ERIC Number: ED030254
Record Type: RIE
Publication Date: 1968-Dec
Reference Count: 0
Identification, Assessment and Prediction of Reading Competency in Deaf Children. Final Report.
Restaino, Lillian C. R.
To investigate the underlying factors of visual discrimination, memory, rule abstraction, language, and serial ordering in reading success, 79 poor and 65 good deaf readers were administered a battery of tests. Poor readers were deficient in lower-order visual discrimination and memory abilities; higher-order visual discrimination skills were important to success for good readers. Higher-order rule abstraction skills were important for continued progress by the relatively successful readers; however, lower-order rule abstraction was important to successful visual discrimination at initial levels of reading for poor readers as well. Successful rule abstraction was significant at all levels of reading; and visual discrimination (visual search and sequencing) was significant to the advanced reader for the processing of higher-level printed text. Implications were that rule abstraction is important at all levels of the reading process, visual discrimination activities at prereading and higher reading levels should be re-evaluated, and investigation is needed to determine sentence structures that are obstacles to progress beyond intermediate levels of reading. (Author/RJ)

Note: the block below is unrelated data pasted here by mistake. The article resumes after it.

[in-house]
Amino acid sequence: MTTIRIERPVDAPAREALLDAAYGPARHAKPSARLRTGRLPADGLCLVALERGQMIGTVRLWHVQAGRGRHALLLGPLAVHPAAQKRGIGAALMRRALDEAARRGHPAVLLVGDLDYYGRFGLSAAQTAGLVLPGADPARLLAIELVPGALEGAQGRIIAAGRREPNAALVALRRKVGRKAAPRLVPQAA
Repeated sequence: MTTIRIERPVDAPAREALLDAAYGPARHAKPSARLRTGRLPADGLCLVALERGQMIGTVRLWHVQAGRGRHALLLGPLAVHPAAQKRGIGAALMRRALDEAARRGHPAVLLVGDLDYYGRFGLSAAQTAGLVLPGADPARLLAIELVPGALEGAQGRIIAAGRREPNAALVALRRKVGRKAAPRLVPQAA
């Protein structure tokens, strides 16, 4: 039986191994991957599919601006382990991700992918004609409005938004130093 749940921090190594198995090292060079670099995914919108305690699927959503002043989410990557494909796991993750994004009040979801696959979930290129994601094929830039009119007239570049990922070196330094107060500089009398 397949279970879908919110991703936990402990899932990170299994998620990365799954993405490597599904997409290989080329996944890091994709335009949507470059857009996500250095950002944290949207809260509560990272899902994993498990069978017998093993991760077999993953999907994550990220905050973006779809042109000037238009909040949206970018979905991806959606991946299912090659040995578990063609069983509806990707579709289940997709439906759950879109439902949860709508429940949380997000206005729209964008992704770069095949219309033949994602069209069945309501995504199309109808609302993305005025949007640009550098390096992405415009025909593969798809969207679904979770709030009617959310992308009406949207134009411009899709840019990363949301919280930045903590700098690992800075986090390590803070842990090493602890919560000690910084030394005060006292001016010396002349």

Publication Type: N/A
Education Level: N/A
Sponsor: Office of Education (DHEW), Washington, DC. Bureau of Research.
Authoring Institution: Lexington School for the Deaf, New York, NY.